Tyler Thornburg Has Got to Go
The Boston Red Sox bullpen is a bit of a mess right now, and nobody is worse than Tyler Thornburg. Thornburg initially arrived in Boston in a trade package which involved Travis Shaw and a few minor leaguers. This trade has blown up in the Red Sox face, as Thornburg has been either injured or ineffective whenever he’s taken the mound. It’s time for the Red Sox to cut their losses, as Boston has several better relief options currently toiling away in Pawtucket.
Tyler Thornburg, Boston Red Sox Must Part Ways
Tyler Thornburg has been a trainwreck just about every time he steps on the mound. That’s nothing against Thornburg the person, but the atrocious results simply do not justify a roster spot. As of this posting, Thornburg his pitched 17.2 innings for the 2019 Red Sox. During his time on the mound, he’s pitched to the tune of a hideous 7.13 ERA, 5.26 FIP, and a 5.06 xFIP.
None of those numbers are good, and the underlying numbers aren’t any better. Thornburg is walking an absurd 4.08 batters per nine innings and allowing 2.09 home runs per nine innings. While the home runs will likely decrease in time, his inability to throw good pitches is a big reason for his inflated home run rate. The only “good” underlying number is his 9.68 strikeout rate, but that alone cannot overcome all the other ugly numbers.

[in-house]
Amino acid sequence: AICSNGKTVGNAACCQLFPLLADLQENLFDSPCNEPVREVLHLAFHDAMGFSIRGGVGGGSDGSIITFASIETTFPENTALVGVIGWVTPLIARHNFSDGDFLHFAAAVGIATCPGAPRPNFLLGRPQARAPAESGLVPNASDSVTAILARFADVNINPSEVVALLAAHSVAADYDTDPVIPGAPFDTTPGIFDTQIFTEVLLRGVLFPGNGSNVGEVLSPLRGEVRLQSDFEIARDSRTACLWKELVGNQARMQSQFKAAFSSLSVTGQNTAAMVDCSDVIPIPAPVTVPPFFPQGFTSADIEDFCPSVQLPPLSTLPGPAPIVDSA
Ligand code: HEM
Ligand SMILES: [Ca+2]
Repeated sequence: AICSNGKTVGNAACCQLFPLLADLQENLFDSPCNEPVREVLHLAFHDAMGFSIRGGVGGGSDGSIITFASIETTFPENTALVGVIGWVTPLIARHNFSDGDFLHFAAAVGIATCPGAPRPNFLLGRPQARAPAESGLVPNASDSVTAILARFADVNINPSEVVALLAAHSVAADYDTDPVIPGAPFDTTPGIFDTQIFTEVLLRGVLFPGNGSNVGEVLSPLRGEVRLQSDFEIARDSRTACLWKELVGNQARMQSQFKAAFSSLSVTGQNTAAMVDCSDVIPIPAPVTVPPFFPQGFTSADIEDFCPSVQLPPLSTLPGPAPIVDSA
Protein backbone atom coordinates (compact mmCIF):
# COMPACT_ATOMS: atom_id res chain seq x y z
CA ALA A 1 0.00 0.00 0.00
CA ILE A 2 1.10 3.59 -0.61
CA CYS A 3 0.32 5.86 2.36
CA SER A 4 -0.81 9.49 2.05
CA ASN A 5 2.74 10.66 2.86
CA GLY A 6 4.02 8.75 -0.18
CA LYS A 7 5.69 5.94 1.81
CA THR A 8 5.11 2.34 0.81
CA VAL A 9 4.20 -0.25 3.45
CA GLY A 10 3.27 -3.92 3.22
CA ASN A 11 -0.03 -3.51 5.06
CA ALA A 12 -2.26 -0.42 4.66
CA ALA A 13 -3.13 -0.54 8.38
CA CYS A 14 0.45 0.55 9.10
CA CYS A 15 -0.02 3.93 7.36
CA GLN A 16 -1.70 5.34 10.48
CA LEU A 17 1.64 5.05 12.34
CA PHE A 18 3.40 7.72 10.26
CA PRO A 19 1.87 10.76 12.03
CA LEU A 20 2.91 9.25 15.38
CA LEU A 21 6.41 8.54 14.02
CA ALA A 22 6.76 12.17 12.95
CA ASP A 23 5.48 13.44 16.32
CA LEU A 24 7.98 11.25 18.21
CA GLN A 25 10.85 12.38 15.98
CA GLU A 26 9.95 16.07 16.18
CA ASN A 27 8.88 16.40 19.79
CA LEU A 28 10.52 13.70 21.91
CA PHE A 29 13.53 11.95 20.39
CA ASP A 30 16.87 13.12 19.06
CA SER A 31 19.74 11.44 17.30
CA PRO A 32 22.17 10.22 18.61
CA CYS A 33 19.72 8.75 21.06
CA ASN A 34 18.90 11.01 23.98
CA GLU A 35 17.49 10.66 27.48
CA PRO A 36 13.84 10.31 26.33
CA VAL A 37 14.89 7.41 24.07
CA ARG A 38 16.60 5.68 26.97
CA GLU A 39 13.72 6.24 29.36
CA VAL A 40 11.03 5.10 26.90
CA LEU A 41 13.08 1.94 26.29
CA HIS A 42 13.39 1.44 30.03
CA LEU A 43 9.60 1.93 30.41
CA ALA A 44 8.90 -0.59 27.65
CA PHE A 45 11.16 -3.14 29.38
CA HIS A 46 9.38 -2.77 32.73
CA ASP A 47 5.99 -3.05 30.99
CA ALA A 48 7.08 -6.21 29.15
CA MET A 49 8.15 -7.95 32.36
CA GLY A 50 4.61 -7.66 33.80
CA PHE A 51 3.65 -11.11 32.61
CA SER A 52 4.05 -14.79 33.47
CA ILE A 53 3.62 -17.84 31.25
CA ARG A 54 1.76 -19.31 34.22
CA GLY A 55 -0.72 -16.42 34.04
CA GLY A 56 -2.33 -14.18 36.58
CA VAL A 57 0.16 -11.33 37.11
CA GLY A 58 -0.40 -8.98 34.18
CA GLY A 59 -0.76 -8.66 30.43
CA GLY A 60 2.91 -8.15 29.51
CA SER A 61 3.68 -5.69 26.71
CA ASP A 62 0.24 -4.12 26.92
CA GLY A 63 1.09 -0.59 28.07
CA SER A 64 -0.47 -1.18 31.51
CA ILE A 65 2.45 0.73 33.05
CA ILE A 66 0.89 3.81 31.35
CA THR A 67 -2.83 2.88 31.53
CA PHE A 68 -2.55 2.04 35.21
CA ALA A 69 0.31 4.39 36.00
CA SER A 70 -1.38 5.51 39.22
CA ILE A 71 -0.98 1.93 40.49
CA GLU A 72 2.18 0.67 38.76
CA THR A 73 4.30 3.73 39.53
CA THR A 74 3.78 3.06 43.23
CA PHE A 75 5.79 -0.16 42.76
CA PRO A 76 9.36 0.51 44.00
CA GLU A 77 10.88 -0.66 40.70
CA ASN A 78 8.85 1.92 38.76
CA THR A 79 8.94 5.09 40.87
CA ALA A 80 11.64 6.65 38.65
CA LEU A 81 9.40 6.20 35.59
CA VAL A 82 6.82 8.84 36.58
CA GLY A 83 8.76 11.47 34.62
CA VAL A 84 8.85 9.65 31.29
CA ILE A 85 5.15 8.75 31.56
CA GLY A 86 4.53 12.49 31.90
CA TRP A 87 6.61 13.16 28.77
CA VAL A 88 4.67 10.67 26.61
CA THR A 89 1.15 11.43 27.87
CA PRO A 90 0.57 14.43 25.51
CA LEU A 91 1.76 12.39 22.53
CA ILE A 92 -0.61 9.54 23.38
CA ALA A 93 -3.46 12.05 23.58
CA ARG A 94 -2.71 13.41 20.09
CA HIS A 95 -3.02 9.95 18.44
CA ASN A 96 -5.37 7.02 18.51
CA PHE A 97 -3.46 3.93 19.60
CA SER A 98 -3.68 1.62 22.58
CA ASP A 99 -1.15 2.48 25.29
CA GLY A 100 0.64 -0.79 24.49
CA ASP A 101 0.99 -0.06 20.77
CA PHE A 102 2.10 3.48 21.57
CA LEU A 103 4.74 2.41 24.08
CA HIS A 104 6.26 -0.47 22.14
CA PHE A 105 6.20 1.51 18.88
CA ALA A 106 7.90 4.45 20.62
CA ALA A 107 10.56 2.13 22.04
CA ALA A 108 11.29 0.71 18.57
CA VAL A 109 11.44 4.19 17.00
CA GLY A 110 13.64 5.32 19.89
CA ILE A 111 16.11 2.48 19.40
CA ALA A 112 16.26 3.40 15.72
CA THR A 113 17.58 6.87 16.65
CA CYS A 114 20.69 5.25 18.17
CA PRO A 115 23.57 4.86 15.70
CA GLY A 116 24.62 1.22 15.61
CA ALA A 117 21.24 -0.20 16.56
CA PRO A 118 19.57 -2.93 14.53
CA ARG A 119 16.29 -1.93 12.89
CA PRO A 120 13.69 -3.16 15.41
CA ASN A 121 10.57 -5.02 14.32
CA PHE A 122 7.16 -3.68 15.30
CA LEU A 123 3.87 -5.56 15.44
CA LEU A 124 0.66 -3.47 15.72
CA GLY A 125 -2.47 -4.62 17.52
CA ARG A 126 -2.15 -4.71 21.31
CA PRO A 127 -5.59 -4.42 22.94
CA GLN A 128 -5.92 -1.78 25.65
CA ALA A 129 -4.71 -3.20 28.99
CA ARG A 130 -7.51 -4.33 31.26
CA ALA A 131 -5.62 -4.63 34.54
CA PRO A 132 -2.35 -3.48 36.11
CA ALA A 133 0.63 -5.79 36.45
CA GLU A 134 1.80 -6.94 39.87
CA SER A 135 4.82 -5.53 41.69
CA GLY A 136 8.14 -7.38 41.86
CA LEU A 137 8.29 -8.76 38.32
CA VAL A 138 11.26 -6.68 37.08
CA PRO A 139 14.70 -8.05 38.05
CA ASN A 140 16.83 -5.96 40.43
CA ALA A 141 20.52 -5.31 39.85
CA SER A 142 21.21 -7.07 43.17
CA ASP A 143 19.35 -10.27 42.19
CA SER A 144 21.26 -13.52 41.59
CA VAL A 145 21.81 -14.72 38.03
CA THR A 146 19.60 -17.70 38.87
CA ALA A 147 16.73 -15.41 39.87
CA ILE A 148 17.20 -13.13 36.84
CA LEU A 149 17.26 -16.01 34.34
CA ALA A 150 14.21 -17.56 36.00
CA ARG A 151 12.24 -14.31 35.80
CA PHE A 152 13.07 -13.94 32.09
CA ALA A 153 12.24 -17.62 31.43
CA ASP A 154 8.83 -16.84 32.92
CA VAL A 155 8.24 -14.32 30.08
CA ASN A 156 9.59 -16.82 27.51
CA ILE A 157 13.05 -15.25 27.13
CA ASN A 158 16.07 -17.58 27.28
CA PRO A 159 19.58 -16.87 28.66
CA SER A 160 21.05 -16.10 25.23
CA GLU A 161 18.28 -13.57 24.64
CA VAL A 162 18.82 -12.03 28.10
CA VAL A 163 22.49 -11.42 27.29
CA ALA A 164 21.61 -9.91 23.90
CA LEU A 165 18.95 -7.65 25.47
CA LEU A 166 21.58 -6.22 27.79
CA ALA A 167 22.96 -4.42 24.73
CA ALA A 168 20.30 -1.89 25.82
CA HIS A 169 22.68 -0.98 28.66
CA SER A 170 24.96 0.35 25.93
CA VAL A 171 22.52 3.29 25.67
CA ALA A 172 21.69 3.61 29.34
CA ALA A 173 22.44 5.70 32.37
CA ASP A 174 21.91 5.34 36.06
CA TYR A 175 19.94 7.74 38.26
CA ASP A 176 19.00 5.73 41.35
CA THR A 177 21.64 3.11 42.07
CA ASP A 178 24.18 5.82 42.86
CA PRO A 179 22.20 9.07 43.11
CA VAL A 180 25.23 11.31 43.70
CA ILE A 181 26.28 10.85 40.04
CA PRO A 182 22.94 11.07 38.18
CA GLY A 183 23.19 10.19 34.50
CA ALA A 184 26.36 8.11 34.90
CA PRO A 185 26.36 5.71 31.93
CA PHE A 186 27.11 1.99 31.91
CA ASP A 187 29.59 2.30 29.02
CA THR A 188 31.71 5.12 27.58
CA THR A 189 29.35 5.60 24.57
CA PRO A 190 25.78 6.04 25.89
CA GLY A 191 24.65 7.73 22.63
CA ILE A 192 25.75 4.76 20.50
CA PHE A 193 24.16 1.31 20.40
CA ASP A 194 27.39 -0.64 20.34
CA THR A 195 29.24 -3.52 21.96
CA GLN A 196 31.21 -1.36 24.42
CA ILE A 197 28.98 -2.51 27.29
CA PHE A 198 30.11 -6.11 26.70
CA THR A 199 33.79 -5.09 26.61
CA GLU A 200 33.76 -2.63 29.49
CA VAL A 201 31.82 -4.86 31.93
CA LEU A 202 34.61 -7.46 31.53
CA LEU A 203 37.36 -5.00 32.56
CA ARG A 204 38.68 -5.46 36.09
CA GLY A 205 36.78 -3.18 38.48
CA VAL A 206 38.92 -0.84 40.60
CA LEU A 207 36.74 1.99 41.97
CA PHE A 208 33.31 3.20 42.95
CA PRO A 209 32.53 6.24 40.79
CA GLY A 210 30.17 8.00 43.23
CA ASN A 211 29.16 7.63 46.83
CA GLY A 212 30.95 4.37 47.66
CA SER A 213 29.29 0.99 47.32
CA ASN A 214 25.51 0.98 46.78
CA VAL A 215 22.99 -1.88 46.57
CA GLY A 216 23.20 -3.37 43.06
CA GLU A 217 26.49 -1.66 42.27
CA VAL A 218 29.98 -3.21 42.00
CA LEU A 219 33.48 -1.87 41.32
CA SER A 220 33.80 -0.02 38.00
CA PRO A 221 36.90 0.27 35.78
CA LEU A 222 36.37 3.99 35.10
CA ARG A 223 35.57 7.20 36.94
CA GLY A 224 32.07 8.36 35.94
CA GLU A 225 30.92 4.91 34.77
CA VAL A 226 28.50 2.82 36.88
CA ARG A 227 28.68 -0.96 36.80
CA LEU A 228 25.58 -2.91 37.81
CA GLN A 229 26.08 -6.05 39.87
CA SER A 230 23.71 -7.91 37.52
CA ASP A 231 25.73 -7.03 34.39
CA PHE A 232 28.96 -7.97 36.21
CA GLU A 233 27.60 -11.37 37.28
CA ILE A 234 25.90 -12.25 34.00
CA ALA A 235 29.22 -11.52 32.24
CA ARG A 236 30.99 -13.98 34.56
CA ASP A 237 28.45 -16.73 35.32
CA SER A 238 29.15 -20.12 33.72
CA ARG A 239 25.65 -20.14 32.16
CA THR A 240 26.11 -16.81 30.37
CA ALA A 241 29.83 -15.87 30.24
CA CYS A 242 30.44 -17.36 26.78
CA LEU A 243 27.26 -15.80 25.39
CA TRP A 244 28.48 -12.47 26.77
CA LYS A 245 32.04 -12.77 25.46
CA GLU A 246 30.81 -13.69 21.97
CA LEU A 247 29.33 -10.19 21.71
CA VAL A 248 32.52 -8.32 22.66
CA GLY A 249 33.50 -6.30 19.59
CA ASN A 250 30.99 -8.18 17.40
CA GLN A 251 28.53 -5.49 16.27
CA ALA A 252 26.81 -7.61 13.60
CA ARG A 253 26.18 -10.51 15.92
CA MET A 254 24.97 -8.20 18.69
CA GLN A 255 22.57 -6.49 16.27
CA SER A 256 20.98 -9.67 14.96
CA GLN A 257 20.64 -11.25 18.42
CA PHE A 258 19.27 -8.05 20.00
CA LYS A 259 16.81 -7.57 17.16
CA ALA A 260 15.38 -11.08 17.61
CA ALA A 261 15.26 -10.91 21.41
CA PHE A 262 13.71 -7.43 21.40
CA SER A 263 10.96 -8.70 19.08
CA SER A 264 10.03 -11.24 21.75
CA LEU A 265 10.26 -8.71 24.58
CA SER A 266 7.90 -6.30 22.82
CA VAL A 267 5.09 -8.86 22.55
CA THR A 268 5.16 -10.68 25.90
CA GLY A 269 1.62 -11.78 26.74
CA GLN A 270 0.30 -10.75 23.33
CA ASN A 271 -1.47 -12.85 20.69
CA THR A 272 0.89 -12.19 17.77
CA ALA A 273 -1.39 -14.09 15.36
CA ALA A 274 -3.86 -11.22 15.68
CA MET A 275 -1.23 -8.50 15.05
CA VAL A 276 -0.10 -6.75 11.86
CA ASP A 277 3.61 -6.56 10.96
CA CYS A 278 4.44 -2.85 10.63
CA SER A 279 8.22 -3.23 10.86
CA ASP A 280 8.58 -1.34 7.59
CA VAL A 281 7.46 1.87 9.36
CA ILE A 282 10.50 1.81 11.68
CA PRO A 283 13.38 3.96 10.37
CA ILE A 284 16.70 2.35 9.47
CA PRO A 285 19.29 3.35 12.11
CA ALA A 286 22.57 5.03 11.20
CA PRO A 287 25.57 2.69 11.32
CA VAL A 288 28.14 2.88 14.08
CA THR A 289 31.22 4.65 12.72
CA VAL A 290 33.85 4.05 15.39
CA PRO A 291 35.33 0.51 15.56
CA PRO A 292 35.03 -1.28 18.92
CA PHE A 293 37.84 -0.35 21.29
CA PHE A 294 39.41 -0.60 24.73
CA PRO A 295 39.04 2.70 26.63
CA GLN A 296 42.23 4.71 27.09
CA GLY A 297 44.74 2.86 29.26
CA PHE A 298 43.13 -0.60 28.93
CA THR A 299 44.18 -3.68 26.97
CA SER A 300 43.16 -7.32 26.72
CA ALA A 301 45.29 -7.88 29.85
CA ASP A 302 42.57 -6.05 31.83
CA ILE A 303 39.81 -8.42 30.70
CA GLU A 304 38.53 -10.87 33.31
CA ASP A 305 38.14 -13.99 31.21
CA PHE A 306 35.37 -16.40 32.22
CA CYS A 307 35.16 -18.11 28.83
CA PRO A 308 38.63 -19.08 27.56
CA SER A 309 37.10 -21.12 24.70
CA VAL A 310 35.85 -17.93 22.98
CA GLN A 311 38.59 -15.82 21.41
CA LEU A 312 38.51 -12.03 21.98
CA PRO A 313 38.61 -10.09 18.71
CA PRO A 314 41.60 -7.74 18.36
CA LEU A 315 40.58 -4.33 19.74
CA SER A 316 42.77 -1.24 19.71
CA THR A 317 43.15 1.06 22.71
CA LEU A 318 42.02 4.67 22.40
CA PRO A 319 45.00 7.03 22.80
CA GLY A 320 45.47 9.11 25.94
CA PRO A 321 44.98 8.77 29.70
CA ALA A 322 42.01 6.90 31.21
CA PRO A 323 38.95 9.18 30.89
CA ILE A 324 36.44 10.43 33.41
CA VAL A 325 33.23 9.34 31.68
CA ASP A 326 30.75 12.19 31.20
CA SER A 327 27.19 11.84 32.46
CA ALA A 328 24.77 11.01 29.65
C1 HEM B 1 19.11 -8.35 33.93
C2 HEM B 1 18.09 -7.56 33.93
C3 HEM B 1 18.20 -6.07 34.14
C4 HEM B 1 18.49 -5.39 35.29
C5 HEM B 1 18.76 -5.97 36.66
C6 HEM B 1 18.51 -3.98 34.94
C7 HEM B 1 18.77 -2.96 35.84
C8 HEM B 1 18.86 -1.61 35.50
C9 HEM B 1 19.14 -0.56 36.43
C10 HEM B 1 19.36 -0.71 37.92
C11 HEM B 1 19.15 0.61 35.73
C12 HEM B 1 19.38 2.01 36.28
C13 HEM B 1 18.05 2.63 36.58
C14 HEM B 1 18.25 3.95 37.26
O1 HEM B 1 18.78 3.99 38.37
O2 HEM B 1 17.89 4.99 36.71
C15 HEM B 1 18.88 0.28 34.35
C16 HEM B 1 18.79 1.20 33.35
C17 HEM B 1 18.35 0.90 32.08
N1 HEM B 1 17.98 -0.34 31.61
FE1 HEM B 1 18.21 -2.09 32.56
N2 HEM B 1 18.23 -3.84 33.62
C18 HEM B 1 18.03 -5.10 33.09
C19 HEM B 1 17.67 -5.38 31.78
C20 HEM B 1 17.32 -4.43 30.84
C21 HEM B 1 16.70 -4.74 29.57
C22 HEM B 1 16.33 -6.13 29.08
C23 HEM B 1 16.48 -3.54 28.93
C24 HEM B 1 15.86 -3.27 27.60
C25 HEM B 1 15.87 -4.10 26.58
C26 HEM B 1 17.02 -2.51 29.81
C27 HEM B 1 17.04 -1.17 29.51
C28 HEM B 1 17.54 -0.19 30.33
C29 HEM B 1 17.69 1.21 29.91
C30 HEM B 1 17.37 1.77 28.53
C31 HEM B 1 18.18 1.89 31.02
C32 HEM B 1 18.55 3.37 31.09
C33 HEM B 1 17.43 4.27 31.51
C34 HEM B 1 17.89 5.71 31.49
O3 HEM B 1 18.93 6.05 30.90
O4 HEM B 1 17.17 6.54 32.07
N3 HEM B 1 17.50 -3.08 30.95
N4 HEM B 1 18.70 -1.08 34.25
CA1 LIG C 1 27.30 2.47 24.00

Additionally, Thornburg is giving up terrible contact. According to Fangraphs, Thornburg is allowing fly balls on 51.0% of all contact, which is a terrible rate. Fly balls are the most dangerous type of contact, as they often lead to home runs and extra base hits. On top of that, hitters are tearing the cover off of Thornburg’s pitches. According to Fangraphs, hitters are making hard contact 51% of the time and medium contact 35.3% of the time. Soft contact is obviously the preferable option, and Thornburg hardly forces any soft contact.
The Other Options
Fortunately, the Red Sox have a few intriguing options in the minor leagues. Jenrry Mejia is having a decent season in Pawtucket, currently owning a 3.66 FIP in 19.0 innings of minor league relief. This obviously isn’t a great number, but it’s a significant step up from Thornburg. Additionally, relief prospects Travis Lakins and Bobby Poyner have struggled in Pawtucket, but both have the raw skills to succeed in the majors. In Poyner’s case, the lefty actually has some major league experience under his belt. These guys aren’t guaranteed to fix anything, but it can’t hurt.
If the Red Sox wanted a “safer” bet, they could promote Darwinzon Hernandez from the Portland Sea Dogs. The Red Sox are currently trying to develop Hernandez as a starter (something I applaud), but they’re facing an outside shot due to his command issues. Seeing the dire shape of the bullpen, it’s entirely possible that the Red Sox pull the plug on Hernandez as a starter and convert him into a reliever. He’d immediately become the second- or third-best arm in the bullpen.